Fisherman’s Pie

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4-5 Yukon gold potatoes
3/4 c milk (This is the biggest stab in the dark ever.)4 tbsp butter
salt and pepper to taste

11 oz spinach (the big box at the store)
4 tbsp butter
4 tbsp flour
2 c milk
fresh thyme (I used a good-sized branch from my plant.)
salt and pepper1 lb cod or other meaty, mild fish

Peel and dice the potatoes, and get them fellers boiling in salted water. Wilt the spinach and set aside. Melt 4 tablespoons of the butter in a heavy-bottomed pan, then add the flour. Cook at medium heat until it smells like a cooked pie crust. Slowly add the milk. You might want to switch to a whisk to reduce lumps, but as Chef John always says, hot roux, cold milk, no lumps! Add the thyme, salt, and pepper, and cook, constantly stirring, until the sauce had thickened. After around 30 minutes, the potatoes should be cooked, so drain them, then return them to the pot, add the butter, and mash ’em! Add milk until you get proper mashed potato consistency: spreadable but still able to hold its shape when plopped.

Preheat the oven to 350. Oil an 8×8 glass dish, then salt and pepper the bottom. I know I sound insane, but trust me*. Place your fish on the baking dish (See?? Now it’s seasoned!) in a single layer. You might have to cut your fish a bit. Salt and pepper the top of the fish. Add the spinach in an even layer, then pour the white sauce over the top. Spread on the mashed potatoes, then bake at 350 for around 45 minutes or until the fish flakes. (You’re allowed to dig around in there.) Let the casserole rest for 10 minutes before serving. I recommend making this when you know it’ll all get eaten that night, as this doesn’t reheat particularly well.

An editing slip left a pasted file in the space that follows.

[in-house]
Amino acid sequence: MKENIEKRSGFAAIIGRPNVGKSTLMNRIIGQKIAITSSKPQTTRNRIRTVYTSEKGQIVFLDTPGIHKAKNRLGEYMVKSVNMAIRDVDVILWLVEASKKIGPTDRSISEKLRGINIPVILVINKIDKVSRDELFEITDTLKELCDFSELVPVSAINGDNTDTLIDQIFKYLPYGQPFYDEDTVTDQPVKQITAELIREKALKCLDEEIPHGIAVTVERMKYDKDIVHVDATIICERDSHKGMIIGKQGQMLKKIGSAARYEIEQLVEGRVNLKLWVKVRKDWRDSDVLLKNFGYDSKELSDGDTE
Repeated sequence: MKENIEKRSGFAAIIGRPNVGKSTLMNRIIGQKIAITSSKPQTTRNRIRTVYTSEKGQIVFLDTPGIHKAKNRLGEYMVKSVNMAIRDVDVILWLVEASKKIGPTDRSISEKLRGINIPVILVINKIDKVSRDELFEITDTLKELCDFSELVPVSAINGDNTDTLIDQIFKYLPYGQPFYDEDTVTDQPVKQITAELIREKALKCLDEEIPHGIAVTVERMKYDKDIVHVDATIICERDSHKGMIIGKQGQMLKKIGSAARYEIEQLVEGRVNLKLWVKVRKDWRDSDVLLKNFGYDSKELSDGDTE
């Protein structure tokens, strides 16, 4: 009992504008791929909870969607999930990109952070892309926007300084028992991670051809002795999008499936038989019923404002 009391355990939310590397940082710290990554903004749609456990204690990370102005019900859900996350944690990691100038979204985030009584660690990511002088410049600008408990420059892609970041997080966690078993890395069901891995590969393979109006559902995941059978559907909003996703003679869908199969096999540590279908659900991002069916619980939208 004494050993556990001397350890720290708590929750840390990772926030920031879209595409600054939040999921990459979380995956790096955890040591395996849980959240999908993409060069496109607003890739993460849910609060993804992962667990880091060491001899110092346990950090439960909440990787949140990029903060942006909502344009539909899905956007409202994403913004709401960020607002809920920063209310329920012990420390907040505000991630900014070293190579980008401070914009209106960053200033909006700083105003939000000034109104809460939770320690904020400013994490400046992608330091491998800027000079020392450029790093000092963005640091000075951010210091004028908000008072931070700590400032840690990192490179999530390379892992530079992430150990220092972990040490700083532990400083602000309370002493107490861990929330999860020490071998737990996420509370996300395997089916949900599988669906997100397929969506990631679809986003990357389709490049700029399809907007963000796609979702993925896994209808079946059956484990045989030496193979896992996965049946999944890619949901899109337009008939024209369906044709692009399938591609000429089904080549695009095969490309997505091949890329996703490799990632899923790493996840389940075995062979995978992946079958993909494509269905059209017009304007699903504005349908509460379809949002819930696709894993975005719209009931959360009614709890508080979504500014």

*I lied, you’re trusting Chef John again, as this is totally his recipe. Search for it on Youtube if you doubt me!

 

 

 

QUICKIE: Salmon over Quinoa

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Boneless, skinless salmon, cut into cubes
2 tbsp soy sauce
1 tbsp lime juice
1 tbsp brown sugar

1/2 c uncooked quinoa

Wash the quinoa in a mesh strainer and try to find any little tiny rocks. (I always fail at finding the little rocks, which is why I don’t often eat quinoa: it’s always sandy for me.) Cook it like you would brown rice. Mix the soy sauce, lime, and sugar, and brush the salmon with it (or make more and marinate it). Heat up a 1/2 inch of high-heat oil. Cook the salmon over medium heat, constantly turning to get it nice and crispy. It’s done when the salmon flakes easily. Add more soy sauce when you serve it over the quinoa. Chase away your cats, as they will absolutely lose it while you’re eating this.

Ginger-Citrus Fish in Parchment with Spicy Oven Fries and Jalapeno Vinegarette

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3 lbs potatoes (I used Russet)
salt and Cayenne
oil

1.5 lbs salmon (.75 lbs for each person; you could use literally any other kind of fish, except maybe tuna. Tuna might be a bit meaty for this)
1 tbsp fresh grated ginger
zest from 1 lemon, plus just from that very same lemon
zest and juice from 1 orange
1/2 tsp salt
1 tsp Cayenne (maybe cut down on this? I like it spicy!

1 navel orange
1 blood orange (or just use 2 navel oranges and don’t impress your guest, whatever)
2 jalapenos
extra Cayenne (again, I’m a Cayenne freak, so maybe omit this)
2 tbsp white wine vinegar
3 tbsp extra virgin olive oil

If you’re doing this whole meal, start with the potatoes. Slice the potatoes in half, then cut each half into thin wedges. Toss them in oil, salt, and Cayenne to your liking. Bake at 400 degrees for around 45 minutes, or until they’re as crispy as you like.